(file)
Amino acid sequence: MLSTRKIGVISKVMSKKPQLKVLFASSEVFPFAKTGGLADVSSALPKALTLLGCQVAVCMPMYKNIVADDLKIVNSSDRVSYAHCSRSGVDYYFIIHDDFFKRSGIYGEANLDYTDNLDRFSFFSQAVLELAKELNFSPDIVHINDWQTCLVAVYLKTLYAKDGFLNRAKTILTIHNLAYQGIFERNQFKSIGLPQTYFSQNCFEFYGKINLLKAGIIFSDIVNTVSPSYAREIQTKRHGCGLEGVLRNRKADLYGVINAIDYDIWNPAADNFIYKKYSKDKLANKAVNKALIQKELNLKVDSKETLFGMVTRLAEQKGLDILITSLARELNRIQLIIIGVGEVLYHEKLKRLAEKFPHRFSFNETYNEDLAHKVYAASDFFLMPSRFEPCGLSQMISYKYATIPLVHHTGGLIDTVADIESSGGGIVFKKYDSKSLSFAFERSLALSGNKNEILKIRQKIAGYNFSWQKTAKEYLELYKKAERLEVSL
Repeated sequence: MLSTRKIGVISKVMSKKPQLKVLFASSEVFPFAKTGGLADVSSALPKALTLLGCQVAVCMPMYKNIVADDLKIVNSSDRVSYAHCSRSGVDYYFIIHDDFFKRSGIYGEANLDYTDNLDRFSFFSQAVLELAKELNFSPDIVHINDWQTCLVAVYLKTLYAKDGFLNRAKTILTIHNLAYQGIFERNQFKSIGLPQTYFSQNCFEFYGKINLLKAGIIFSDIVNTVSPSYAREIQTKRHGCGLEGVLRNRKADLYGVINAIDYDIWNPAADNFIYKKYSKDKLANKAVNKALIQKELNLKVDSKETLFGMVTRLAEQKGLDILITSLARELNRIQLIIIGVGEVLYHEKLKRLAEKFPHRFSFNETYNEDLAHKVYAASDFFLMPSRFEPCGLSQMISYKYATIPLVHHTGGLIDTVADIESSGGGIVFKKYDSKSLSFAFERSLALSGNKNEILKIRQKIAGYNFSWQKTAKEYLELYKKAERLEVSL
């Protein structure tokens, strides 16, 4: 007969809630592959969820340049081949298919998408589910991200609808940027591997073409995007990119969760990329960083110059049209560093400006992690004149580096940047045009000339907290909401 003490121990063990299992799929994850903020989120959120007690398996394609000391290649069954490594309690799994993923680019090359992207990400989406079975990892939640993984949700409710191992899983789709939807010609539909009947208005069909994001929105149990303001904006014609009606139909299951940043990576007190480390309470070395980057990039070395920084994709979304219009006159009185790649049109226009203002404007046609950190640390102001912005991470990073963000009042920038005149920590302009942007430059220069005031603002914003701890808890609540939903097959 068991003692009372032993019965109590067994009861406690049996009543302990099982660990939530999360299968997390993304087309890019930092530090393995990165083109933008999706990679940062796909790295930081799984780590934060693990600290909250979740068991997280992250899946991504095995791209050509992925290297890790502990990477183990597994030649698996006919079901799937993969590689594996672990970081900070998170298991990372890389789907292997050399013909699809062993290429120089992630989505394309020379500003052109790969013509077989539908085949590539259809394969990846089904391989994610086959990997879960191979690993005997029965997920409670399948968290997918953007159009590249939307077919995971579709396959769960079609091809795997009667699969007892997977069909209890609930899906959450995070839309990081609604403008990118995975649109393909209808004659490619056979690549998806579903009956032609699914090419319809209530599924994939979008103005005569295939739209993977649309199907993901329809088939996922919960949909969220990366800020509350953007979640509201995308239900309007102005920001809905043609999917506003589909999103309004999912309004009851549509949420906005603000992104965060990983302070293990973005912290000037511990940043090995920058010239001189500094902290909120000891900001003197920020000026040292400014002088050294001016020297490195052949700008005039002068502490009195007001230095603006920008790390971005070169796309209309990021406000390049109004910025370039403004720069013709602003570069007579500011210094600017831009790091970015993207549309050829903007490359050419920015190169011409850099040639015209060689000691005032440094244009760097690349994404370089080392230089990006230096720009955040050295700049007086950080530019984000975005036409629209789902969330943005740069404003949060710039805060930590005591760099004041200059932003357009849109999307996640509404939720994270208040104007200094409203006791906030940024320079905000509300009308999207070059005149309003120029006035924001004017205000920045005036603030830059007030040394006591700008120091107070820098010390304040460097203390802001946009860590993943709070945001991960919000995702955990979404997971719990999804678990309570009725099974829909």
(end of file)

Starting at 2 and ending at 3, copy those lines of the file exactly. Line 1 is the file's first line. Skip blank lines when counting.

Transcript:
Repeated sequence: MLSTRKIGVISKVMSKKPQLKVLFASSEVFPFAKTGGLADVSSALPKALTLLGCQVAVCMPMYKNIVADDLKIVNSSDRVSYAHCSRSGVDYYFIIHDDFFKRSGIYGEANLDYTDNLDRFSFFSQAVLELAKELNFSPDIVHINDWQTCLVAVYLKTLYAKDGFLNRAKTILTIHNLAYQGIFERNQFKSIGLPQTYFSQNCFEFYGKINLLKAGIIFSDIVNTVSPSYAREIQTKRHGCGLEGVLRNRKADLYGVINAIDYDIWNPAADNFIYKKYSKDKLANKAVNKALIQKELNLKVDSKETLFGMVTRLAEQKGLDILITSLARELNRIQLIIIGVGEVLYHEKLKRLAEKFPHRFSFNETYNEDLAHKVYAASDFFLMPSRFEPCGLSQMISYKYATIPLVHHTGGLIDTVADIESSGGGIVFKKYDSKSLSFAFERSLALSGNKNEILKIRQKIAGYNFSWQKTAKEYLELYKKAERLEVSL
């Protein structure tokens, strides 16, 4: 007969809630592959969820340049081949298919998408589910991200609808940027591997073409995007990119969760990329960083110059049209560093400006992690004149580096940047045009000339907290909401 003490121990063990299992799929994850903020989120959120007690398996394609000391290649069954490594309690799994993923680019090359992207990400989406079975990892939640993984949700409710191992899983789709939807010609539909009947208005069909994001929105149990303001904006014609009606139909299951940043990576007190480390309470070395980057990039070395920084994709979304219009006159009185790649049109226009203002404007046609950190640390102001912005991470990073963000009042920038005149920590302009942007430059220069005031603002914003701890808890609540939903097959 068991003692009372032993019965109590067994009861406690049996009543302990099982660990939530999360299968997390993304087309890019930092530090393995990165083109933008999706990679940062796909790295930081799984780590934060693990600290909250979740068991997280992250899946991504095995791209050509992925290297890790502990990477183990597994030649698996006919079901799937993969590689594996672990970081900070998170298991990372890389789907292997050399013909699809062993290429120089992630989505394309020379500003052109790969013509077989539908085949590539259809394969990846089904391989994610086959990997879960191979690993005997029965997920409670399948968290997918953007159009590249939307077919995971579709396959769960079609091809795997009667699969007892997977069909209890609930899906959450995070839309990081609604403008990118995975649109393909209808004659490619056979690549998806579903009956032609699914090419319809209530599924994939979008103005005569295939739209993977649309199907993901329809088939996922919960949909969220990366800020509350953007979640509201995308239900309007102005920001809905043609999917506003589909999103309004999912309004009851549509949420906005603000992104965060990983302070293990973005912290000037511990940043090995920058010239001189500094902290909120000891900001003197920020000026040292400014002088050294001016020297490195052949700008005039002068502490009195007001230095603006920008790390971005070169796309209309990021406000390049109004910025370039403004720069013709602003570069007579500011210094600017831009790091970015993207549309050829903007490359050419920015190169011409850099040639015209060689000691005032440094244009760097690349994404370089080392230089990006230096720009955040050295700049007086950080530019984000975005036409629209789902969330943005740069404003949060710039805060930590005591760099004041200059932003357009849109999307996640509404939720994270208040104007200094409203006791906030940024320079905000509300009308999207070059005149309003120029006035924001004017205000920045005036603030830059007030040394006591700008120091107070820098010390304040460097203390802001946009860590993943709070945001991960919000995702955990979404997971719990999804678990309570009725099974829909």